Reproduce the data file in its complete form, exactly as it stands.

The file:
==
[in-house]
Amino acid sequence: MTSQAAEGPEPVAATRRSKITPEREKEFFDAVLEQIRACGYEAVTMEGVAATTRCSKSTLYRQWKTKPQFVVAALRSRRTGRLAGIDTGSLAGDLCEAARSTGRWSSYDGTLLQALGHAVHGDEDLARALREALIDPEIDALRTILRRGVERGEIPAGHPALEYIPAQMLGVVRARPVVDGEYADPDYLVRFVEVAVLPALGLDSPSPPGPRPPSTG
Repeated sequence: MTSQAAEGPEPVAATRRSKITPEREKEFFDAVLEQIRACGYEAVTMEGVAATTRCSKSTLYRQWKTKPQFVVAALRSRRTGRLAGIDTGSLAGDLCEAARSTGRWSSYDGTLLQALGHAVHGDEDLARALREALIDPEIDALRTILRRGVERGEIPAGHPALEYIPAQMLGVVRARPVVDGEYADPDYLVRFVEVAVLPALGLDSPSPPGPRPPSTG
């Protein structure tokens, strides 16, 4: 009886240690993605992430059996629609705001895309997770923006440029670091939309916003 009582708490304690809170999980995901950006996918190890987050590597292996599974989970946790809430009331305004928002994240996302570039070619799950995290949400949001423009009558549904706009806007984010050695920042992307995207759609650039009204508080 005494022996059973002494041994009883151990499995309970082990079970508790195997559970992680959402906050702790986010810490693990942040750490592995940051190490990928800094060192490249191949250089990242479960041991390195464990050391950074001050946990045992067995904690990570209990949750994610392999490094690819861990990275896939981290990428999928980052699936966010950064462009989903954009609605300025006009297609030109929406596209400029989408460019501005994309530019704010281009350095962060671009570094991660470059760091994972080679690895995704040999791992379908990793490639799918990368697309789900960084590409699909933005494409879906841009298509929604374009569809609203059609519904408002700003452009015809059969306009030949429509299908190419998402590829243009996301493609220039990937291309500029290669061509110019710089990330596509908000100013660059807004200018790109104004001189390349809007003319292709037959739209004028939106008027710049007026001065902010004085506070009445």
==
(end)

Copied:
[in-house]
Amino acid sequence: MTSQAAEGPEPVAATRRSKITPEREKEFFDAVLEQIRACGYEAVTMEGVAATTRCSKSTLYRQWKTKPQFVVAALRSRRTGRLAGIDTGSLAGDLCEAARSTGRWSSYDGTLLQALGHAVHGDEDLARALREALIDPEIDALRTILRRGVERGEIPAGHPALEYIPAQMLGVVRARPVVDGEYADPDYLVRFVEVAVLPALGLDSPSPPGPRPPSTG
Repeated sequence: MTSQAAEGPEPVAATRRSKITPEREKEFFDAVLEQIRACGYEAVTMEGVAATTRCSKSTLYRQWKTKPQFVVAALRSRRTGRLAGIDTGSLAGDLCEAARSTGRWSSYDGTLLQALGHAVHGDEDLARALREALIDPEIDALRTILRRGVERGEIPAGHPALEYIPAQMLGVVRARPVVDGEYADPDYLVRFVEVAVLPALGLDSPSPPGPRPPSTG
């Protein structure tokens, strides 16, 4: 009886240690993605992430059996629609705001895309997770923006440029670091939309916003 009582708490304690809170999980995901950006996918190890987050590597292996599974989970946790809430009331305004928002994240996302570039070619799950995290949400949001423009009558549904706009806007984010050695920042992307995207759609650039009204508080 005494022996059973002494041994009883151990499995309970082990079970508790195997559970992680959402906050702790986010810490693990942040750490592995940051190490990928800094060192490249191949250089990242479960041991390195464990050391950074001050946990045992067995904690990570209990949750994610392999490094690819861990990275896939981290990428999928980052699936966010950064462009989903954009609605300025006009297609030109929406596209400029989408460019501005994309530019704010281009350095962060671009570094991660470059760091994972080679690895995704040999791992379908990793490639799918990368697309789900960084590409699909933005494409879906841009298509929604374009569809609203059609519904408002700003452009015809059969306009030949429509299908190419998402590829243009996301493609220039990937291309500029290669061509110019710089990330596509908000100013660059807004200018790109104004001189390349809007003319292709037959739209004028939106008027710049007026001065902010004085506070009445």